Black Lives Matter scores again


Ryan Curtis, Opinion Editor

The #BlackLivesMatter movement has seen a resurgence in 2020 after George Floyd, a 46-year-old unarmed black man, was killed by a Minneapolis police officer. Immediately afterwards, protests and riots formed all over the country by people wanting to make their voices heard. Athletes, as well as organizations in the sports industry, have made choices and gestures to show their support for the movement. 

When the NBA resumed play after shutting down from Covid-19, players were given the option to place phrases on the back of their jerseys in support of the cause. The league approved 29 phrases including “Say their names,” “Enough” and “How many more?” 

Days after Jacob Blake — a black man who was shot and brutally injured by the Wisconsin police department on Aug. 23 — was hospitalized, his hometown team, the Milwaukee Bucks boycotted a first round game against opponents Orlando Magic. This was the first of six postponed games, and after talk of canceling the rest of the season, action resumed on Aug. 29.

Later into the playoffs, after scoring 50 points during a must-win game six in the midst of a historic playoff comeback, the only thing Denver Nuggets’ guard Jamal Murray could talk about in his emotional postgame interview were his shoes. On his shoes were illustrated pictures of Floyd and Breonna Taylor, another victim of police brutality.

“These shoes give me life. Even though these people are gone, they give me life. They help me find strength to keep fighting this world,” Murray said. “That’s what I’m going to keep doing.”

The NBA was not the only sports league that had player protests. In the NFL, week one of the regular season consisted of players from 31 out of the 32 teams protesting in some way. This ranged from athletes staying in the locker rooms to kneeling or raising their fists as the national anthem played before the start of their games.

Professional tennis player Naomi Osaka had her own way of protesting. Entering the 2020 Women’s Singles U.S. Open, Osaka brought with her seven face masks all portraying a name of a different black life lost as a result of police brutality or other forms of racial injustice. With seven possible matches, her plan was to wear a different mask before every one, and she was able to do that as she wore one right up to the finals.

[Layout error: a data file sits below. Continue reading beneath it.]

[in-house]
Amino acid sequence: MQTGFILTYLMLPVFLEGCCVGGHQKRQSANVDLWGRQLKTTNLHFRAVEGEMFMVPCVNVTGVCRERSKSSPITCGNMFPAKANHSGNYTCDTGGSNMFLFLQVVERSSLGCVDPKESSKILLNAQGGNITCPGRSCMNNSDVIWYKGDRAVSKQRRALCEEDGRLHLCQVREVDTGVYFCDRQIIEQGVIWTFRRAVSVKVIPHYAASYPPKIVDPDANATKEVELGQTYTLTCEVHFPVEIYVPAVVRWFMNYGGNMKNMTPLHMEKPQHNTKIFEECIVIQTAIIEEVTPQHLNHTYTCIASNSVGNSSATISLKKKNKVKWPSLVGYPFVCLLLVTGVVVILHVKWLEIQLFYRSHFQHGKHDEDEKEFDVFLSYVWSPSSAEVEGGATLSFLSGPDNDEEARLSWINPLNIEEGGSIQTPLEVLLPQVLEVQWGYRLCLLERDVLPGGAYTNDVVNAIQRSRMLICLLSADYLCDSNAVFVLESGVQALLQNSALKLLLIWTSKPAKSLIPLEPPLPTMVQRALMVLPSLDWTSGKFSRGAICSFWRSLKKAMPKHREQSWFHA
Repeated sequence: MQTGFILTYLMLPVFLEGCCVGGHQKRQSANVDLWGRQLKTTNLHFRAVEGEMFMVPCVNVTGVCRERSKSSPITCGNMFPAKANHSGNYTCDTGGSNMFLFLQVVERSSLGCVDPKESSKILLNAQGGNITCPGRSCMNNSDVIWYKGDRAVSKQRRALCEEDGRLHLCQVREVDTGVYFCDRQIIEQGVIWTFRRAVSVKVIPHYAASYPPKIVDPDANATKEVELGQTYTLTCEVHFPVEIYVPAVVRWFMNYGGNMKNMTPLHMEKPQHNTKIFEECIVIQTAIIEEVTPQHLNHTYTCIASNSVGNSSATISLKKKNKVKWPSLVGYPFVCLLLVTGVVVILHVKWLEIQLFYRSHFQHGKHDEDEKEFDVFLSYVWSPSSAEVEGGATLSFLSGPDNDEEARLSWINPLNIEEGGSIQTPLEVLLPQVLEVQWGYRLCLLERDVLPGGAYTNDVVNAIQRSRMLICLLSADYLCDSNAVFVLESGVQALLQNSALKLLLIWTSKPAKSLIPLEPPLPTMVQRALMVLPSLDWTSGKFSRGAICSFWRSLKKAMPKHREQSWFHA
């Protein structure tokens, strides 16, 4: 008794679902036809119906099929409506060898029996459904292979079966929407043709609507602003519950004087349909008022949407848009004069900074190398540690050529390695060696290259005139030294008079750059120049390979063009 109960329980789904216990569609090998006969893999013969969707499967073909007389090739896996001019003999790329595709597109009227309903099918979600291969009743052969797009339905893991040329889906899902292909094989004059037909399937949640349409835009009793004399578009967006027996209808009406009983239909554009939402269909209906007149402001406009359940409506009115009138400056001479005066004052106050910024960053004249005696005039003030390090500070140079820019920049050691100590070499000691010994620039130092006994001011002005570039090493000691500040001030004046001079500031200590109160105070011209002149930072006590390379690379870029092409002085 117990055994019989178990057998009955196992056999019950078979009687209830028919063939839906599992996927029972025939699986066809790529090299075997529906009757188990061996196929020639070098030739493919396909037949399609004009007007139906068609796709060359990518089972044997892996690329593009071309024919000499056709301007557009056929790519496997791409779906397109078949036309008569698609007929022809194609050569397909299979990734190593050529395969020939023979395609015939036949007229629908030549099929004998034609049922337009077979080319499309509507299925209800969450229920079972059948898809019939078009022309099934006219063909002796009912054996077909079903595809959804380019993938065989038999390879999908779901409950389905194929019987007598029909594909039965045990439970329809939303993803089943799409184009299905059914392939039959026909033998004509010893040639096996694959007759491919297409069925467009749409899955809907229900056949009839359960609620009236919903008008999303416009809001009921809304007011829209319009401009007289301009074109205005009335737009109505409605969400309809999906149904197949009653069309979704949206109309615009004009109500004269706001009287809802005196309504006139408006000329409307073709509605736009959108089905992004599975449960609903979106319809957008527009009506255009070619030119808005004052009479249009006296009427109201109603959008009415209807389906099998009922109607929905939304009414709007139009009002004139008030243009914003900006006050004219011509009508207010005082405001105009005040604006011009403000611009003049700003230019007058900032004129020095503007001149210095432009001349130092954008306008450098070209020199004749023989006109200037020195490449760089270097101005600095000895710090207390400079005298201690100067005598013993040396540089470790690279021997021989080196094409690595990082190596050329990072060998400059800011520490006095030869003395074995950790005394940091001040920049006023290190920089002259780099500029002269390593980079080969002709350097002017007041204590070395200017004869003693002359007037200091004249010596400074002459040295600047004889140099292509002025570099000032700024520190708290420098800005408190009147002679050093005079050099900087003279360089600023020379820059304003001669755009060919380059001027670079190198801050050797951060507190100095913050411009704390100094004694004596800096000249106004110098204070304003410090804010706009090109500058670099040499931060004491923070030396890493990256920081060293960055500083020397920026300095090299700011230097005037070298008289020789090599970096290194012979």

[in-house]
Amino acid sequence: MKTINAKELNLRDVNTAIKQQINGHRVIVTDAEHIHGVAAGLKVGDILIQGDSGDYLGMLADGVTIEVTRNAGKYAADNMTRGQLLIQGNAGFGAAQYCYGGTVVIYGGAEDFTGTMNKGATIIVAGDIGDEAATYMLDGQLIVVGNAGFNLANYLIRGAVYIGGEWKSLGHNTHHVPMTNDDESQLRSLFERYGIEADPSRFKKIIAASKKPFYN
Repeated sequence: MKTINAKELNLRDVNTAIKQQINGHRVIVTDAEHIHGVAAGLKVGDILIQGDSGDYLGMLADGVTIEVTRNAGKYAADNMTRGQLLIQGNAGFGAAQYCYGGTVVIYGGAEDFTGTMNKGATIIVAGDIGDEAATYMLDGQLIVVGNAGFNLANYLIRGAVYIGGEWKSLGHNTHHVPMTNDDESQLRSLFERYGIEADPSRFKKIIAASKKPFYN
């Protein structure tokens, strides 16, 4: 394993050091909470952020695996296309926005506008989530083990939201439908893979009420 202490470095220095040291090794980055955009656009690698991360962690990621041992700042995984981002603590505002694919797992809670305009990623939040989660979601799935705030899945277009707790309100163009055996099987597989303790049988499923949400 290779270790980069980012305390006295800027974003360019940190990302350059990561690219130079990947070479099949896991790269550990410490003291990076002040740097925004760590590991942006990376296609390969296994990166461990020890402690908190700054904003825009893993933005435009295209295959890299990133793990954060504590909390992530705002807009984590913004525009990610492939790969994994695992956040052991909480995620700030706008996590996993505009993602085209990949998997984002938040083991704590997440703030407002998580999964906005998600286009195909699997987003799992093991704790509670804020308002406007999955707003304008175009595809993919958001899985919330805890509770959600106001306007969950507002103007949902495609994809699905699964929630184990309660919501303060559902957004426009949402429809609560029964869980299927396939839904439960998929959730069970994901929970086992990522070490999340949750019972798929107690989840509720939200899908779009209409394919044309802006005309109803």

In her postgame interview after winning the tournament, Osaka was asked what message she wanted to share by wearing the masks. She responded, “What was the message that you got? The point is to make people start talking.”

While many athletes and organizations have recently shown their support towards the movement, this is nothing new. With more than 70 percent of both the NBA and NFL being African American as of 2018, we have seen multiple forms of personal and joined protests by athletes throughout. 

In 2014, several NBA players and other U.S. athletes wore pre-game shirts with the words “I can’t breathe” on them, the last words of police brutality victim Eric Garner. Chicago Bulls point guard Derrick Rose was the first to do so, and many other star athletes including LeBron James, Kobe Bryant and their teams quickly followed suit and joined the cause, wearing the same shirts in order to make their voices heard.

Entering the 2016 NFL preseason, San Francisco quarterback Colin Kaepernick took a form of protest by refusing to rise for the national anthem in order to spread a message about police brutality and social injustice. At first, many people, including former U.S. Army Special Forces member Nate Boyer, viewed the protests as disrespectful towards the military, flag and nation as a whole as he sat on the bench while the anthem played.

In response, Boyer wrote an open letter to Kaepernick saying that he was trying to listen and understand his message. Only a few hours later, Kaepernick reached out to Boyer and wanted to meet in person. Boyer explained to Kaepernick that taking a knee is something people do to pray, propose or honor the fallen, and to do this alongside teammates instead of sitting on the bench would be a step in the right direction. In the first week of the regular season, Kaepernick and 11 other players took a knee. 

For the longest time, athletes have used their followers and platforms to voice their opinions on topics like politics, education reforms and other social issues, but athletes such as Kaepernick, Murray and Osaka have used the opportunity to get people to start talking about something larger than themselves   

“I think it’s important that these athletes share their opinion,” senior athlete Amaar Maniar said. “With an already huge platform, people from all over — not just their teams’ city or state — will listen and take action.”